After surviving the Blitz and other stresses of the war, many English citizens found the lupanoid Outbreak too much to bear. Many have left the country, fleeing to America and other countries where they believe they’ll be free of the lupanoid threat. Those who remain live mostly barricaded in rooms with bricked-over windows, dependent on The Confrontation for transportation, and with little opportunity to venture outside without fear of attack.
But they make do, those who remain in England. Because that’s their duty to their country and families: to make do.
Beginning tomorrow, you can read excerpts from the journal of Dr. Patrick Sullivan, a chemist at the Institute for Co-Existence, in “Monster at the Institute.” Patrick flew in the Royal Air Force during the war, but now lives on the outskirts of London with his wife Susan and their young son, Marcus. Patrick is convinced that he can help find a way to control the Outbreak and to live in peace with the lupanoids, the way humans co-exist with other animals, but neither he nor his fellow scientists have come up with any solutions yet.
Learn more tomorrow…
Today’s the day, everyone! OK, it probably means more to me than to you. I mean, it’s not like this comic is going anywhere, for a while at least. It will be here for you to check back in on or for other people to discover later.
But for me this is the successful climax of over a year of work. These stories that make up The Outbreak, including the story in “Monster at the Institute,” began as short stories that I wrote to take a break from my novel. I thought there was a slim chance I’d ever get “Monster” and the other stories in a literary journal (which does take some of the pressure off, allowing me to write a little more freely than I might otherwise). But then my husband mentioned that they might make good comics…
And so, through a connection to the Naked Wordshop, I joined Sunday Comix and floated down into the rabbit hole that is the Columbus comics community. And lord, did I have a lot to learn! Just a few examples:
Although “Monster at the Institute” wasn’t intended to be the first-launched story for The Outbreak, I was lucky enough to convince Michael Neno to draw it for me, and you guys are seriously going to love the results. Michael has a great throw-back style, reminiscent of the best 1950s comic art, which fits this story so beautifully. (In fact, if you’re really interested in that other comic knowledge I’ve gained, check out his digital book Creating Old School Comics: the Tips, Tools and Tricks You Need for Pre-Digital Cartooning for only $5!) I think Michael probably worked on this story once a day for more than a year straight, and the artwork reflects that attention to detail and hard work.
Once Michael delivered the completed artwork, I realized how drastically I’d underestimated the work that still needed to be done to get my website and the actual digital comic built! I worked crazy super hard on it for… I don’t even know how long. It felt like another year, but it was probably three weeks or something. Then I sent it out to my super-special “soft open” guinea pigs to click around and let me know what didn’t work. Then I incorporated all THEIR comments, and here we are. Finally. On launch day. Whew!!
The guinea pigs to whom I owe heaps of gratitude are: Valerie Acton, Matt Betts, Viven Barlow, Travis Horseman, Canada Keck, Kathy Matthews, William Minozzi (my husband), and Glenn Shaheen. They all offered advice on navigation, caught typos, helped with rewrites, and gave me technical feedback. Thank you all so much!
“Monster at the Institute” is six issues long, and I’ll post one a week over the next six weeks on Thursdays. To get reminders and other news about The Outbreak, subscribe to this blog (the button’s up top, but if you use Chrome, you have to do it however you usually subscribe to blogs)! Michael Neno and I are already working on the next story, but you’ll only get updates by checking here.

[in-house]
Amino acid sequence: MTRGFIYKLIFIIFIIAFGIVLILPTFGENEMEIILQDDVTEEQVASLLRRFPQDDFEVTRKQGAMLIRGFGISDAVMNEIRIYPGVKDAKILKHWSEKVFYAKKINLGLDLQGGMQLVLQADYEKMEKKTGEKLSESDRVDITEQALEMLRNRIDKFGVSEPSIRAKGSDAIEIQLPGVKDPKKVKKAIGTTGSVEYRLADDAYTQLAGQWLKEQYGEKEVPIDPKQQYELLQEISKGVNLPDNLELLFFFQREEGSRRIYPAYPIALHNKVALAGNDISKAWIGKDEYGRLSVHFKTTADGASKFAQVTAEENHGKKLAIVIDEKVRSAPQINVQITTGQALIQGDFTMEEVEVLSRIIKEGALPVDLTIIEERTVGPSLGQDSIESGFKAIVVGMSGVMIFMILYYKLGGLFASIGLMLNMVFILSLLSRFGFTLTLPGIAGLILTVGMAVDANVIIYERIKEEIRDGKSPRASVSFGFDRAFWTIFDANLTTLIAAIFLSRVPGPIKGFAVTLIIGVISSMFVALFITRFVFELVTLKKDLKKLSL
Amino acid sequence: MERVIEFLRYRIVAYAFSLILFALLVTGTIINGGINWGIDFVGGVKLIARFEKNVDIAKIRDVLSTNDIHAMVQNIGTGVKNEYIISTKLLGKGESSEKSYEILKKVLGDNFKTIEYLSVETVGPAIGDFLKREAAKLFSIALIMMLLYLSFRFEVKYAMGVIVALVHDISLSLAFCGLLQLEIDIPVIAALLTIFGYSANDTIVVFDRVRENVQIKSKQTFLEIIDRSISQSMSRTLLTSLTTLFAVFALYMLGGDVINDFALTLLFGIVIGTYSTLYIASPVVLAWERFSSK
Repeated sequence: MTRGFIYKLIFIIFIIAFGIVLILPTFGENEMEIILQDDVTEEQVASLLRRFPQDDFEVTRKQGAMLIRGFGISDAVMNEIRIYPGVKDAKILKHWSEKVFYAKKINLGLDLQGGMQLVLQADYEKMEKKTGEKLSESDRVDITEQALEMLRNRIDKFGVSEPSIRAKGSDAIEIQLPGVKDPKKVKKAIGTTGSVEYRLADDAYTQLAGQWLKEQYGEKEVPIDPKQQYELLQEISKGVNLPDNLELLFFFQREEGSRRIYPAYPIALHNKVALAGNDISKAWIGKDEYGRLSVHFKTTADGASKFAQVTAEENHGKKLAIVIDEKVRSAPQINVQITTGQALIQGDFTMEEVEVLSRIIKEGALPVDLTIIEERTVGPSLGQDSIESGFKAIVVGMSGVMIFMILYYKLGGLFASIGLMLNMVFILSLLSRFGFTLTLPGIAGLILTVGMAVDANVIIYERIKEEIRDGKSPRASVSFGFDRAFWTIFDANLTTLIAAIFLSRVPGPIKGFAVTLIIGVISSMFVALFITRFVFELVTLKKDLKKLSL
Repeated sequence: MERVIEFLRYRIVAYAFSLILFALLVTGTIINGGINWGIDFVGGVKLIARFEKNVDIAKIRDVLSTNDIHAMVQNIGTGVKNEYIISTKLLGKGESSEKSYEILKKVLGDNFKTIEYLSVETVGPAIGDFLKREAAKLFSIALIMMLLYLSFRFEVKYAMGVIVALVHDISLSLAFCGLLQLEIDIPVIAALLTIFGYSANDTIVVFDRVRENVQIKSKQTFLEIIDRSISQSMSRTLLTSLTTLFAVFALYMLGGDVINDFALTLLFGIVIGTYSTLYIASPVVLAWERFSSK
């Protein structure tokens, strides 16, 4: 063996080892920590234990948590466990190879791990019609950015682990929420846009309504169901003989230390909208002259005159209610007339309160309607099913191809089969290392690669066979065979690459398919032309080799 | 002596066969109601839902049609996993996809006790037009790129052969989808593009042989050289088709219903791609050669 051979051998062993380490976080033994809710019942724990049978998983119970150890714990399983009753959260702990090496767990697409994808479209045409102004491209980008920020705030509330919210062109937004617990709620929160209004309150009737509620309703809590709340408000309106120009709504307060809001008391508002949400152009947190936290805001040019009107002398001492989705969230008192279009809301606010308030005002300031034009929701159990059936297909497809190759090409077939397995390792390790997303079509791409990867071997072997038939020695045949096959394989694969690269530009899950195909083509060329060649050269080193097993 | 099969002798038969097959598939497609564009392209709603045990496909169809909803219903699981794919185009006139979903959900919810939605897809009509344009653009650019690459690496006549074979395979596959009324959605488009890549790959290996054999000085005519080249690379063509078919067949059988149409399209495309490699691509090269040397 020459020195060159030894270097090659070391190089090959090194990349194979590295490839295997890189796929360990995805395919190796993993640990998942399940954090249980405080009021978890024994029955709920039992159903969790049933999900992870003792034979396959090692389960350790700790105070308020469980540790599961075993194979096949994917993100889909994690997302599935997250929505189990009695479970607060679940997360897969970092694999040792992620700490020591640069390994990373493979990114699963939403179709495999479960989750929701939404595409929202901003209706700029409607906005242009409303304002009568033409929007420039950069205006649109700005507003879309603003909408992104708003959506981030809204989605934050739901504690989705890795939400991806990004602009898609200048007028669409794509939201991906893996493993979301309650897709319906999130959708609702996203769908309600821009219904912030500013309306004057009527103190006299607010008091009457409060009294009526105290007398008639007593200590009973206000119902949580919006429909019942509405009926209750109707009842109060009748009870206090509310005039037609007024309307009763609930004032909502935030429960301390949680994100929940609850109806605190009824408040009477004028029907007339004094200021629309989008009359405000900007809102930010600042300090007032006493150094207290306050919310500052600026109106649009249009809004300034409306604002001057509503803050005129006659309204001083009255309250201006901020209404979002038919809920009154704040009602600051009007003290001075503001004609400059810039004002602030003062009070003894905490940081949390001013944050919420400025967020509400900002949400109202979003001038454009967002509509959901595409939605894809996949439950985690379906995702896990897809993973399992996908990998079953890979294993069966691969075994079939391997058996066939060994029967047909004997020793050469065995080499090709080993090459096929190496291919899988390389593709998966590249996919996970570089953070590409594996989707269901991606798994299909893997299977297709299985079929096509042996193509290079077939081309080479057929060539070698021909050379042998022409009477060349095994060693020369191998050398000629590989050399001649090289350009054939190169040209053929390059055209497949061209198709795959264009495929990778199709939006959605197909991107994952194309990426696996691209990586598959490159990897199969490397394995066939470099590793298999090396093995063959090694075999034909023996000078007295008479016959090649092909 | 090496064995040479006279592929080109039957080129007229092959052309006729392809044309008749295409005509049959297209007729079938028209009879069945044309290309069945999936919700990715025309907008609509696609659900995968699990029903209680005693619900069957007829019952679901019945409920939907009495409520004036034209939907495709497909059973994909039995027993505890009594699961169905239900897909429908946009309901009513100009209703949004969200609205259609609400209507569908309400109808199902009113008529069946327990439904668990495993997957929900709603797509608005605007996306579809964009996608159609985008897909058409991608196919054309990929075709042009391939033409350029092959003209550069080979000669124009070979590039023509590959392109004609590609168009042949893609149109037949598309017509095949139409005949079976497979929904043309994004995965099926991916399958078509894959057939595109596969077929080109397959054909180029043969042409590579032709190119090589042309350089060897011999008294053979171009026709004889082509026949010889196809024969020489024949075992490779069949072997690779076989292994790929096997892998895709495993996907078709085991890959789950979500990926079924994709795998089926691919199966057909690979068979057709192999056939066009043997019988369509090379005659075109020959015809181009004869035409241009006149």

And now, without further ado, please enjoy the debut issue of The Outbreak, “Monster at the Institute.”
All content on this site, including The Outbreak, is available under a creative commons license. Please share as much as you like! All we ask is that you cite us wherever you reproduce our work and don’t make any money off it.
We also encourage you to use whatever you see here to spark your own creative projects. If you’ve come up with anything you’d like to share, we’d love to see it! Please share a link here in the comments. And keep up the good work!
All issues of The Outbreak use Prezi, a third-party online presentation software. I know that Prezi works great on computers with Windows, because that’s how I built it. But I can’t test everything! If you encounter problems viewing The Outbreak on other devices with other operating systems, please let me–and everyone else–know in the comments. Of course, please also leave a comment if you found a solution! I’ll add all advice to the How to Use Prezi page.
It seems a bit silly to write a review of Maus, because its greatness isn’t really a matter of opinion. It just is. So if this reads a little more like an advertisement, an effort to make sure everyone knows about this and has a chance to read it, then I hope you’ll understand.
Maus is a story about a man getting to know his father. Maus is a story about life as a Jewish man in Poland during the Holocaust. Maus is a story about a difficult family relationship. Maus is a story about mental health. Maus is a story about survival. Maus is a story about how essential, life-saving behaviors and habits can seem ludicrous when survival is no longer a struggle. Maus is a story about how trauma affects us and how that in turn affects everyone around us. Maus is a story about how essential we are to one another, even when we can’t stand each other. Maus is a story about marriages. Maus is a story about loss. Maus is a story about the overwhelming presence of absence. Maus is a story about immigration. Maus is a story about ingenuity. Maus is a story about real, living history.
Maus is a great book and an amazing comic. Just go read it already.
Just a warning that if things don’t look right on the site for the next… while, try giving it a few minutes and refreshing the page. I’m furiously working behind the scenes to get the site ready for the launch of the first issue of The Outbreak. But every once in a while, my changes spill out in front of the curtain.
It’s a learning curve and, like all learning curves, a damn frustrating one.
The good news is that when it’s done, you’ll have a new comic to read!
In other news, the reading I did with Paging Columbus last week went very well, I think. It was wonderful to see so many friendly and supportive people there. I should have a video of the event to post soon!
Read my reviews on